A court can imply an easement created by estoppel when: (1) the owner of the servient estate permitted another to use that land under circumstances in which it was reasonable to foresee that the user would substantially change position believing that the permission would not be revoked, (2) the user substantially changed position in reasonable reliance on that belief, and (3) injustice can be avoided only by establishment of a servitude. Whether reliance is justified depends upon the nature of the transaction, including the sophistication of the parties. Colorado does not have a requirement of deception.
Landowners who are the successors in title to the original settlers on the Sangre de Cristo grant, an 1844 Mexican land grant, claim access and use rights to property commonly known as the Taylor Ranch. The landowners claim that rights to graze livestock, gather firewood and timber, hunt, fish and recreate, derive from Mexican law, prescription, and express or implied grant. Both the trial court and the court of appeals held the landowners have no legally enforceable rights. The Supreme Court reversed.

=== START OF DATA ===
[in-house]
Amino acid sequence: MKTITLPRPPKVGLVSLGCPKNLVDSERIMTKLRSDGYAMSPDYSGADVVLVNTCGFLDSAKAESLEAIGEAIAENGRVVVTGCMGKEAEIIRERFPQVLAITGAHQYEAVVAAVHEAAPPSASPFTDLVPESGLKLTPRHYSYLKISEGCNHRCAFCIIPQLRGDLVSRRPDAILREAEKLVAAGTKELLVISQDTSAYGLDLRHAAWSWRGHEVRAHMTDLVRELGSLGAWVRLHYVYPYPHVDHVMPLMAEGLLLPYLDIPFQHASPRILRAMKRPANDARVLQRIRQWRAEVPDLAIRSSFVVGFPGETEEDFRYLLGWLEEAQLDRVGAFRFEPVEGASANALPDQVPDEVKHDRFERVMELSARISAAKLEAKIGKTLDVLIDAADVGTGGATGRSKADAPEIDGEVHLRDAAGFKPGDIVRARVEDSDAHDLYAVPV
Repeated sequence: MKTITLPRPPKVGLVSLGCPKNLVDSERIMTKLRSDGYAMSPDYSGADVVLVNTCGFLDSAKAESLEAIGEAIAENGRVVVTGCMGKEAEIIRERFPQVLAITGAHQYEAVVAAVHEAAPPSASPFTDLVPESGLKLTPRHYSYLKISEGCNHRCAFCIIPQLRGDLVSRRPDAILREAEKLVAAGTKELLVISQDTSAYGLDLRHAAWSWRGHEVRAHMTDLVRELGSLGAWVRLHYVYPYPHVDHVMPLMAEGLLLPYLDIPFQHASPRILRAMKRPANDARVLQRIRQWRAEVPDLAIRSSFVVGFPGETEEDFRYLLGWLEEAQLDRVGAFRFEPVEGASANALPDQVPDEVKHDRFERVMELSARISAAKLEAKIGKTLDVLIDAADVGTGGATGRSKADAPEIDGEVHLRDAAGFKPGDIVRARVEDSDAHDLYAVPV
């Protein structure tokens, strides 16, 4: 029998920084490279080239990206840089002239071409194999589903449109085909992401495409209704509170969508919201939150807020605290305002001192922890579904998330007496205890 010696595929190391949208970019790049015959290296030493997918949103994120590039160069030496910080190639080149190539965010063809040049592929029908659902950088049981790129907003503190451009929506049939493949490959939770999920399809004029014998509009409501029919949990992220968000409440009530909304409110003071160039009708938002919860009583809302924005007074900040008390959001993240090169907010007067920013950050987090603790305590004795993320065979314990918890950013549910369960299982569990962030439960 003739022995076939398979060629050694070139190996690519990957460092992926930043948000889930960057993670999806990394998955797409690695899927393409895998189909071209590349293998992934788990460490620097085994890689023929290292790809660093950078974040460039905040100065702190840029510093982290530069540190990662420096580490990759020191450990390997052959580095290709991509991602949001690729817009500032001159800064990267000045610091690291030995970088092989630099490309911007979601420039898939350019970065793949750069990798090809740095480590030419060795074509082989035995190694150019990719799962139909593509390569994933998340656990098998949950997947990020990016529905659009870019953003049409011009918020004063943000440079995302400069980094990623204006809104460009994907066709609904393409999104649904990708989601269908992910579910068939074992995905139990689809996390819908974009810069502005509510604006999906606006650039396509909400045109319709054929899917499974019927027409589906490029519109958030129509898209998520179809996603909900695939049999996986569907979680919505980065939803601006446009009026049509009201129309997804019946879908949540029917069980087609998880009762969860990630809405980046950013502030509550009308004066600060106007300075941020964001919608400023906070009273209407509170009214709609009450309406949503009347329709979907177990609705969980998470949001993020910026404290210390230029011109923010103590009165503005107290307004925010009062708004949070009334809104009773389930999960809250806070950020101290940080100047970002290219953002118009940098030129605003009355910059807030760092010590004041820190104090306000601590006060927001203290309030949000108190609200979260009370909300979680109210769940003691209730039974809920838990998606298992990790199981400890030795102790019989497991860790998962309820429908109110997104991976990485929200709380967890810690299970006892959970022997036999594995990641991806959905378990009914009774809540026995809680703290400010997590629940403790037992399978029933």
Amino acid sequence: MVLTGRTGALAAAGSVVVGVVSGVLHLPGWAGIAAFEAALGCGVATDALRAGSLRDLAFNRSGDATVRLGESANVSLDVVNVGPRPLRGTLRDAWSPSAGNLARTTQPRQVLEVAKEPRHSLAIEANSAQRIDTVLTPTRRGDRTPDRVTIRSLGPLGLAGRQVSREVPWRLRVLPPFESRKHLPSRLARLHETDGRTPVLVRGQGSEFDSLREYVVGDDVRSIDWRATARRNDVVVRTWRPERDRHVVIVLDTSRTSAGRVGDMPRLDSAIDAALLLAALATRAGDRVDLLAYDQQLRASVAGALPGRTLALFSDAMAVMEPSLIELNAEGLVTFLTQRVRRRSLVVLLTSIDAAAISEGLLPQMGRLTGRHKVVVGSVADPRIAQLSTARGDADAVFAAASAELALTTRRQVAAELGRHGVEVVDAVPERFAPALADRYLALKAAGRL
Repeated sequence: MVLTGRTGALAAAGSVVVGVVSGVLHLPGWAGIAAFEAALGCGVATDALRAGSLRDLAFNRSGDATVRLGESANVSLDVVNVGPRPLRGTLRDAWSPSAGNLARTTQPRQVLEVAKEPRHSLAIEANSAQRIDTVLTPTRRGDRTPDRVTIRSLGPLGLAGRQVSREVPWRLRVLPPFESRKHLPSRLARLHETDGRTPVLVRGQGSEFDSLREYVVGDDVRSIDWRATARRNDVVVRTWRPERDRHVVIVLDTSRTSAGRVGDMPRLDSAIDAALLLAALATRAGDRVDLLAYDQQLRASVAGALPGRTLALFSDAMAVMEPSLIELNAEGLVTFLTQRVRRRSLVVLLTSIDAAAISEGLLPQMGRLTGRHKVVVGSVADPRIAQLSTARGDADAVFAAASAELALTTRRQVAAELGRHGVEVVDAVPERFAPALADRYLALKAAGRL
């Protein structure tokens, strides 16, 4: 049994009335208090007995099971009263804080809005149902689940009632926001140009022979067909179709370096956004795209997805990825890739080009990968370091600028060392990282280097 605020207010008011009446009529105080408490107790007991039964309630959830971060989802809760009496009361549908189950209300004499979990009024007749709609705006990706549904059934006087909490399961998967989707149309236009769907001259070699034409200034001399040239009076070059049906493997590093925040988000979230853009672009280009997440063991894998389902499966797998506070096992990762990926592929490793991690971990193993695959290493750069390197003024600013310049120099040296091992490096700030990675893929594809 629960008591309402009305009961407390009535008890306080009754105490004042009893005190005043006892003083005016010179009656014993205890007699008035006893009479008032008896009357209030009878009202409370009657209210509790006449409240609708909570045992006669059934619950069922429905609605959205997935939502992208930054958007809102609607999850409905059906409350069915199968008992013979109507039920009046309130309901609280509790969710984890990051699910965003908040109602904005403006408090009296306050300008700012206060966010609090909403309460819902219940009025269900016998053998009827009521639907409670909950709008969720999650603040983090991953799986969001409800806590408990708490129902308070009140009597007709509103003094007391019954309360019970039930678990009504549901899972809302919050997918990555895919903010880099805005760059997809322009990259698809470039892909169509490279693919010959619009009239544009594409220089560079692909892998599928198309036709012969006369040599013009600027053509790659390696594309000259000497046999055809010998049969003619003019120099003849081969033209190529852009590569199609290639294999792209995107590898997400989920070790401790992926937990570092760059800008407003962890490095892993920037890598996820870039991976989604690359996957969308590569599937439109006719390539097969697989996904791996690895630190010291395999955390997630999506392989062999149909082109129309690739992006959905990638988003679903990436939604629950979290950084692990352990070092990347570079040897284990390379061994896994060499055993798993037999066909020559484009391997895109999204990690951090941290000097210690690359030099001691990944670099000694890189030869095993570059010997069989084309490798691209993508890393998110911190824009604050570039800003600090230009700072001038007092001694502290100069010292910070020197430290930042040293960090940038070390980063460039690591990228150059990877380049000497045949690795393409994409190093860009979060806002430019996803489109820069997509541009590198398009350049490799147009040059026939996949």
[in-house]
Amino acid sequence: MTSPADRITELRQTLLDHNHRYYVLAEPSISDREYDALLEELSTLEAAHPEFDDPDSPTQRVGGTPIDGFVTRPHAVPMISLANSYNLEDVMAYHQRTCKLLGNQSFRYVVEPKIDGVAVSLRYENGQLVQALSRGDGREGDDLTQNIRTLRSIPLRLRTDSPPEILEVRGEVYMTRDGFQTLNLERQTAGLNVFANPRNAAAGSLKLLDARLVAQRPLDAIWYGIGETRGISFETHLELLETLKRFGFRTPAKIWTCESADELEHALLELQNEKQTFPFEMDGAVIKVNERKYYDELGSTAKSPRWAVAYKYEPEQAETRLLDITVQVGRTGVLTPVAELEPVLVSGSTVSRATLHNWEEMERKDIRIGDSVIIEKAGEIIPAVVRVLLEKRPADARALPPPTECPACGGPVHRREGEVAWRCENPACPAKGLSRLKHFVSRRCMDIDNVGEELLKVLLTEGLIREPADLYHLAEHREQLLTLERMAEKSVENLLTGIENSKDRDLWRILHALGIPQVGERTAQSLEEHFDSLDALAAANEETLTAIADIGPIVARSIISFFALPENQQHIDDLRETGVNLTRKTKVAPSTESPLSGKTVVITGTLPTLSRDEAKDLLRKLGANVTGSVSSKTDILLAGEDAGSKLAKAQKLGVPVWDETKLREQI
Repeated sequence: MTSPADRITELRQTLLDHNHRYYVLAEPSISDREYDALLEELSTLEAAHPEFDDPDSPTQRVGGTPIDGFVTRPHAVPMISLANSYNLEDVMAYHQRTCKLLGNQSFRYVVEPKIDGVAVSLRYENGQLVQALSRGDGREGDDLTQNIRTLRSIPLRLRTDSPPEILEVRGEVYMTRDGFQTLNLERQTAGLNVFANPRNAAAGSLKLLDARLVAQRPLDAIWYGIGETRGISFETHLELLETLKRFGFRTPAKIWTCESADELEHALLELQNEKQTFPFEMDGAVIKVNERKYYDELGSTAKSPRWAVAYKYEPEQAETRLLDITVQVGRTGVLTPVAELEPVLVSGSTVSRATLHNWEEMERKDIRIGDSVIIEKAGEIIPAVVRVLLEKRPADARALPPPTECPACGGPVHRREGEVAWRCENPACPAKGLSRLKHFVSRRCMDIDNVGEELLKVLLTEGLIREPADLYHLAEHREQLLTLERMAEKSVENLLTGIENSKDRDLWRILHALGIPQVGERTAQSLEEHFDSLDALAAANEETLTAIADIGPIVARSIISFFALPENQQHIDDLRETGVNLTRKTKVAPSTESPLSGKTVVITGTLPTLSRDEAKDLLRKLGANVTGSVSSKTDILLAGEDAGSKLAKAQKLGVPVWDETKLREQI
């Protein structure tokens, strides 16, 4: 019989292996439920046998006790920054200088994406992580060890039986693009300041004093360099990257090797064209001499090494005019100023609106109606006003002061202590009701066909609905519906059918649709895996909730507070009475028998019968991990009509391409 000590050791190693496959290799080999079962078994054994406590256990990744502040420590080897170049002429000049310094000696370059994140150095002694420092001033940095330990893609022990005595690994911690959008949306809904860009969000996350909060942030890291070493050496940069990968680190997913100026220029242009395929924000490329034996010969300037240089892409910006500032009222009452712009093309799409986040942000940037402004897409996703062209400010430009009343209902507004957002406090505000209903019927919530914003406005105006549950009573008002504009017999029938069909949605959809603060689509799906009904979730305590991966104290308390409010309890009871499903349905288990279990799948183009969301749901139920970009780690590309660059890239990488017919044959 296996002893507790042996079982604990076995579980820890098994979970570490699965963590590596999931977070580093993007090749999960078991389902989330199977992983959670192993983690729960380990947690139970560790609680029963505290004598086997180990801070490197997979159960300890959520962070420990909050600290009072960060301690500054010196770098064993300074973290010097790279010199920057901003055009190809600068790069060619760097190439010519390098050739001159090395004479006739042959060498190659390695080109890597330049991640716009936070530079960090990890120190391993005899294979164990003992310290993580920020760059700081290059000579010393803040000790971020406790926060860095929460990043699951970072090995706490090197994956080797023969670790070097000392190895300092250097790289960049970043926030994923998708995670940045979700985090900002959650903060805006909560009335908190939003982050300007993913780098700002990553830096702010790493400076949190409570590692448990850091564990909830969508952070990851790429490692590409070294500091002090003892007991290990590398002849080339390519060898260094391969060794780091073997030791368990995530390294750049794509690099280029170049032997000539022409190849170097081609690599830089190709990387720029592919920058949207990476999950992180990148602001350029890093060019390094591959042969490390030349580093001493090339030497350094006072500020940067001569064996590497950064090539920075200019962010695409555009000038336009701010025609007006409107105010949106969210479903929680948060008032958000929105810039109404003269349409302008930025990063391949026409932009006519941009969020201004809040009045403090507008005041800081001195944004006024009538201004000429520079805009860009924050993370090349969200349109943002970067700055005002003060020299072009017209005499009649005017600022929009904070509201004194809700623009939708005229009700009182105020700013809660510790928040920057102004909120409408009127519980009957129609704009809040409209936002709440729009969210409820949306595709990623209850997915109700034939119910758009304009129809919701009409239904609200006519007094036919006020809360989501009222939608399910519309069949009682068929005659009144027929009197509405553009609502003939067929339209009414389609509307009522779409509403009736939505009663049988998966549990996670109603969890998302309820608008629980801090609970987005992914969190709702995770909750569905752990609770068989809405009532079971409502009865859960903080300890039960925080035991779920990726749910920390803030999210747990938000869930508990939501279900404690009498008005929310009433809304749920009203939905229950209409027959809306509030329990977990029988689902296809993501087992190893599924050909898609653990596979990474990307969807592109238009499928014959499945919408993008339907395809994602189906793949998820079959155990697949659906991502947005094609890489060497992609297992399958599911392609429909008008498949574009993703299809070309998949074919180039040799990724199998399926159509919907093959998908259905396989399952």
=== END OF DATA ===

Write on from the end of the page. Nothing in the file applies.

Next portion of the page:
Can a court imply an easement created by estoppel when the landowner permitted another party to use the land under circumstances in which it was reasonably foreseeable that the user would substantially change position?
The supreme court reverses. It held the landowners have rights of access for grazing, firewood, and timber, but not for fishing, hunting, and recreation. Evidence of traditional settlement practices, repeated references to settlement rights in documents associated with the Sangre de Cristo grant including Taylor's deed, the one hundred year history of the landowners' use of the Taylor Ranch, and other evidence of necessity, reliance, and intention support a finding of implied rights in the Taylor Ranch. Specifically, the landowners have rights under a prescriptive easement, an easement by estoppel, and an easement from prior use to access and use the Taylor Ranch for grazing, firewood, and timber.